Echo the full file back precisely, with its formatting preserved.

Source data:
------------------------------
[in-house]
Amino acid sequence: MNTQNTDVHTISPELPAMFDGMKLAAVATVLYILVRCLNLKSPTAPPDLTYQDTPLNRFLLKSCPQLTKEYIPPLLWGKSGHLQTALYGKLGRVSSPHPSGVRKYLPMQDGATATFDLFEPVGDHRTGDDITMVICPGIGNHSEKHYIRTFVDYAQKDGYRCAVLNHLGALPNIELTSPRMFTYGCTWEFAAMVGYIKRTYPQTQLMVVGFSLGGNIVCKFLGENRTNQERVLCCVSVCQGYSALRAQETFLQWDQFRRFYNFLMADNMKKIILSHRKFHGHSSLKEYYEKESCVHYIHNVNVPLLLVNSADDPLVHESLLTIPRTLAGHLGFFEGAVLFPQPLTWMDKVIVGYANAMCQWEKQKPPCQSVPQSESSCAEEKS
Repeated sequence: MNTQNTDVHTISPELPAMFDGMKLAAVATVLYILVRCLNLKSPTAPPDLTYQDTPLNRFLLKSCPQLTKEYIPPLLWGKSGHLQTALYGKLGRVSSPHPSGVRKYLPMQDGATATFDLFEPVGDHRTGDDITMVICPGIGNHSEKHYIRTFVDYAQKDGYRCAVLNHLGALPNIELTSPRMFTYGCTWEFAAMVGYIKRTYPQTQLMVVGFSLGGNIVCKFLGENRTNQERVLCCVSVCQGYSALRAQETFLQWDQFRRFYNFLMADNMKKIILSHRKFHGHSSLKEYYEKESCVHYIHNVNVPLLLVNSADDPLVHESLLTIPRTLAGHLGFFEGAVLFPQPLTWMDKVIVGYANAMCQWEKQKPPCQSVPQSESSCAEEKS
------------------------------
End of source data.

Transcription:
[in-house]
Amino acid sequence: MNTQNTDVHTISPELPAMFDGMKLAAVATVLYILVRCLNLKSPTAPPDLTYQDTPLNRFLLKSCPQLTKEYIPPLLWGKSGHLQTALYGKLGRVSSPHPSGVRKYLPMQDGATATFDLFEPVGDHRTGDDITMVICPGIGNHSEKHYIRTFVDYAQKDGYRCAVLNHLGALPNIELTSPRMFTYGCTWEFAAMVGYIKRTYPQTQLMVVGFSLGGNIVCKFLGENRTNQERVLCCVSVCQGYSALRAQETFLQWDQFRRFYNFLMADNMKKIILSHRKFHGHSSLKEYYEKESCVHYIHNVNVPLLLVNSADDPLVHESLLTIPRTLAGHLGFFEGAVLFPQPLTWMDKVIVGYANAMCQWEKQKPPCQSVPQSESSCAEEKS
Repeated sequence: MNTQNTDVHTISPELPAMFDGMKLAAVATVLYILVRCLNLKSPTAPPDLTYQDTPLNRFLLKSCPQLTKEYIPPLLWGKSGHLQTALYGKLGRVSSPHPSGVRKYLPMQDGATATFDLFEPVGDHRTGDDITMVICPGIGNHSEKHYIRTFVDYAQKDGYRCAVLNHLGALPNIELTSPRMFTYGCTWEFAAMVGYIKRTYPQTQLMVVGFSLGGNIVCKFLGENRTNQERVLCCVSVCQGYSALRAQETFLQWDQFRRFYNFLMADNMKKIILSHRKFHGHSSLKEYYEKESCVHYIHNVNVPLLLVNSADDPLVHESLLTIPRTLAGHLGFFEGAVLFPQPLTWMDKVIVGYANAMCQWEKQKPPCQSVPQSESSCAEEKS